April 22, 2022

Around the dial

We're back after the Good Friday break, and as is usually the case after we take a week off, we have a packed trip Around the Dial in-store, so we'll get right to it.

Part three of the Hitchcock Project look at the television work of Sarett Rudley is up at bare-bones e-zine, and this week Jack is looking at "My Brother, Richard," Rudley's teleplay from 1957. It's a routine story, but with a very nice cast: Royal Dano, Inger Stevens, and Harry Townes.

At Classic Film & TV Cafe, Rick gives us seven things to know about Barbara Eden, the wonderful actress who turns 91 (!) this year. She's more than Jeannie, of course, with a list of credits both before and after the show, but I don't think she needed any of that magic to remain a star for all of us.

I Dream of Jeannie wasn't the only '60s sitcom using magic as a premise, of course, but at Comfort TV, Rick takes a slightly darker look at Bewitched, and Darrin's vow to not take advantage of his wife Samantha's powers. His resolve wavered once, but in the end remained firm; what, he asks, can happen when we're the ones being tempted? Will we ever know for sure how resolute we'll be when temptation comes knocking at the door?

It's an "Escape to Tampico" for a flat-busted Bret Maverick at The Horn Section, as Hal recounts the noirish second-season episode, with the great character actor Gerald Mohr as the Bogartesque casino owner Steve Corbett.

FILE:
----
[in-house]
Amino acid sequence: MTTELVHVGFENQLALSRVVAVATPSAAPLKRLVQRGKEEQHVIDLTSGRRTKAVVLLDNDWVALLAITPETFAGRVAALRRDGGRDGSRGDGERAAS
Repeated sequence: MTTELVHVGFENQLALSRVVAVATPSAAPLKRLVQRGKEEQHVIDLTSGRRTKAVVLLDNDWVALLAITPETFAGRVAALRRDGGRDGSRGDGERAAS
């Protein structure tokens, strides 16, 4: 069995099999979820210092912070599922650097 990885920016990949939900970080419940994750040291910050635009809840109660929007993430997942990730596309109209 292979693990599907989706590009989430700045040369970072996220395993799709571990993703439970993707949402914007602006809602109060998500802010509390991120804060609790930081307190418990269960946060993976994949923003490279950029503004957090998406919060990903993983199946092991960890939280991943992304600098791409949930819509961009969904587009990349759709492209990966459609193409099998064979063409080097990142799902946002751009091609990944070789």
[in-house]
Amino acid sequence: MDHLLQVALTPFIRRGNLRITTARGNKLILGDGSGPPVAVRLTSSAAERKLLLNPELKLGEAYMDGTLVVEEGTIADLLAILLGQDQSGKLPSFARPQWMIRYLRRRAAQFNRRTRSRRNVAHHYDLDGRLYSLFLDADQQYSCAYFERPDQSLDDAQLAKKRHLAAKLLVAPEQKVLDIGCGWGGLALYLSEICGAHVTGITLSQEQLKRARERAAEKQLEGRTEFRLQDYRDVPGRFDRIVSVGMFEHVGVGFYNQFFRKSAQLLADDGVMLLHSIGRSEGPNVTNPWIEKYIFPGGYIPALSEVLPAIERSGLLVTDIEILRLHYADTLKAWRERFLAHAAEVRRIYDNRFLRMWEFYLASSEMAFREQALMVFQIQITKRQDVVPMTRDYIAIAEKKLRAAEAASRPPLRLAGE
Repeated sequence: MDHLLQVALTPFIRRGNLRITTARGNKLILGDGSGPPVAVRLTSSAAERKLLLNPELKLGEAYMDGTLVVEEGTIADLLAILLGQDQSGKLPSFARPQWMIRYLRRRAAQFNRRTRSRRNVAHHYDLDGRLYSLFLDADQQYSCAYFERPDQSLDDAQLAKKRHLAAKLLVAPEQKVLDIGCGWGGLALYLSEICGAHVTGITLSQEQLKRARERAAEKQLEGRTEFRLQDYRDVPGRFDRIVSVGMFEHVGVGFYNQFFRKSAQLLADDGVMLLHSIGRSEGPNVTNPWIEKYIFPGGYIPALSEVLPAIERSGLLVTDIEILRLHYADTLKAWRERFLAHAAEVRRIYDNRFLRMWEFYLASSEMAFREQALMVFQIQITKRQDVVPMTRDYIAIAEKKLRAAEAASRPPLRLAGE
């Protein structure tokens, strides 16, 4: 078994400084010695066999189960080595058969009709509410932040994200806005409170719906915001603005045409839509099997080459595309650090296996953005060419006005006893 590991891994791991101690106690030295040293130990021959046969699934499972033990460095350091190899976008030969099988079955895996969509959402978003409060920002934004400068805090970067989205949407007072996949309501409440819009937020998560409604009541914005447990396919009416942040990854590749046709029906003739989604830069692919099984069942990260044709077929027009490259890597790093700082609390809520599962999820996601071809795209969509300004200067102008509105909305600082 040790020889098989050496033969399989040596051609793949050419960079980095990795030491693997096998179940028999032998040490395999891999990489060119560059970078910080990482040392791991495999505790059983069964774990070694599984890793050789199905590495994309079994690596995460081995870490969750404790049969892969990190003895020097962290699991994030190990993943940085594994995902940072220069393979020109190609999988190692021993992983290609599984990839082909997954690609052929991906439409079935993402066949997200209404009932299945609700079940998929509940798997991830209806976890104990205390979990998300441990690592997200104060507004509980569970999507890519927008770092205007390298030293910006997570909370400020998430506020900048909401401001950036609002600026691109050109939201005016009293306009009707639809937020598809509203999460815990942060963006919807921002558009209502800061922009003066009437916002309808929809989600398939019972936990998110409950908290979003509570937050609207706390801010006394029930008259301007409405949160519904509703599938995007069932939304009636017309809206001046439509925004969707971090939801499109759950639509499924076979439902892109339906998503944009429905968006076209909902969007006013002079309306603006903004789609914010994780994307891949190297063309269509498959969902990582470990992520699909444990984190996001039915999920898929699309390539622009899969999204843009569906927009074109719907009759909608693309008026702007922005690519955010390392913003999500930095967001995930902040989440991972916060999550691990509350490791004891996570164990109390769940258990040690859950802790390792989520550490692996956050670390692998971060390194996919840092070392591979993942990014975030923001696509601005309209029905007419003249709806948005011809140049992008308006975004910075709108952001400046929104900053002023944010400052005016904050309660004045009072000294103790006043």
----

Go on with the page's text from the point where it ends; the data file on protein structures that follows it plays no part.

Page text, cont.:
Could you possibly resist an event called the First Nether Wallop International Arts Festival? Especially if you knew it featured Peter Cook, Stephen Fry and Hugh Laurie, Rik Mayall, Billy Connolly, Rowan Atkinson, and others? It happened in 1984 (you can see highlights here), and John has the details at Cult TV Blog.

The top 10 hits of the Doors is a topic that has pretty much nothing to do with television (although they did their share of TV appearances); since I'm a fan of their music though (though I do cringe at some of the lyrics), I couldn't resist linking to this piece over at The Flaming Nose.

At RealWeegieMidget, Gill reviews the television remake of David Lean's classic Brief Encounter, which I believe aired here on the Hallmark Hall of Fame (back when, well, you know). The ill-fated lovers are played by Richard Burton and Sophia Loren; with them as your stars, do you need anyone else?

Nehemiah Persoff must have been one of the last major stars from television's Golden Age; his performances were often intense and frequently memorable, and one role that encompassed both was the Twilight Zone episode "Judgment Night." At Shadow & Substance, Paul looks at what powered Persoff's powerful performance.

Care for some reading? If, like me, you enjoyed the 1960s television version of The Green Hornet, then you'll be drawn to The Green Hornet: How Sweet the Sting, a new novel by Jim Beard. Martin Grams has the lowdown. 

I promised a lot of good stuff today; hopefully, the wait was worth it. TV  

1 comment:

Thanks for writing! Drive safely!